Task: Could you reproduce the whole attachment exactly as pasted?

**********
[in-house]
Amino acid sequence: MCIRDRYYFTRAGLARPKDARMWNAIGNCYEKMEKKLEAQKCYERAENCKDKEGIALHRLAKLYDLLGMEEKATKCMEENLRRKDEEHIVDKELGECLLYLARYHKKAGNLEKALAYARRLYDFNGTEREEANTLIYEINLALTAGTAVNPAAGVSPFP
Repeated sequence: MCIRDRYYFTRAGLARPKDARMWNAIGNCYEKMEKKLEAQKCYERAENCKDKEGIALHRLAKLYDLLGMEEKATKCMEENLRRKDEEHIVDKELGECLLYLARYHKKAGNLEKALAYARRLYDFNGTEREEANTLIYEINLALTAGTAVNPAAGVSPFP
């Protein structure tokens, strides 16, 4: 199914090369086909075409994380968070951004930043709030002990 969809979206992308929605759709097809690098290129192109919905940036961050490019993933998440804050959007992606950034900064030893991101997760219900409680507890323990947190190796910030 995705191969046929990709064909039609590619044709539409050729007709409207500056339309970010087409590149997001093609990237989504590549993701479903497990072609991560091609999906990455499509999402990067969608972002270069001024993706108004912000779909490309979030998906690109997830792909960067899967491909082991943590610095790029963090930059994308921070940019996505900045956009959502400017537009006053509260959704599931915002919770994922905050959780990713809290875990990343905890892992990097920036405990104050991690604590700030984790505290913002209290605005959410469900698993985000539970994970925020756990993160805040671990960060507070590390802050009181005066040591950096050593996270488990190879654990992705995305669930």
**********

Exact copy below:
[in-house]
Amino acid sequence: MCIRDRYYFTRAGLARPKDARMWNAIGNCYEKMEKKLEAQKCYERAENCKDKEGIALHRLAKLYDLLGMEEKATKCMEENLRRKDEEHIVDKELGECLLYLARYHKKAGNLEKALAYARRLYDFNGTEREEANTLIYEINLALTAGTAVNPAAGVSPFP
Repeated sequence: MCIRDRYYFTRAGLARPKDARMWNAIGNCYEKMEKKLEAQKCYERAENCKDKEGIALHRLAKLYDLLGMEEKATKCMEENLRRKDEEHIVDKELGECLLYLARYHKKAGNLEKALAYARRLYDFNGTEREEANTLIYEINLALTAGTAVNPAAGVSPFP
């Protein structure tokens, strides 16, 4: 199914090369086909075409994380968070951004930043709030002990 969809979206992308929605759709097809690098290129192109919905940036961050490019993933998440804050959007992606950034900064030893991101997760219900409680507890323990947190190796910030 995705191969046929990709064909039609590619044709539409050729007709409207500056339309970010087409590149997001093609990237989504590549993701479903497990072609991560091609999906990455499509999402990067969608972002270069001024993706108004912000779909490309979030998906690109997830792909960067899967491909082991943590610095790029963090930059994308921070940019996505900045956009959502400017537009006053509260959704599931915002919770994922905050959780990713809290875990990343905890892992990097920036405990104050991690604590700030984790505290913002209290605005959410469900698993985000539970994970925020756990993160805040671990960060507070590390802050009181005066040591950096050593996270488990190879654990992705995305669930």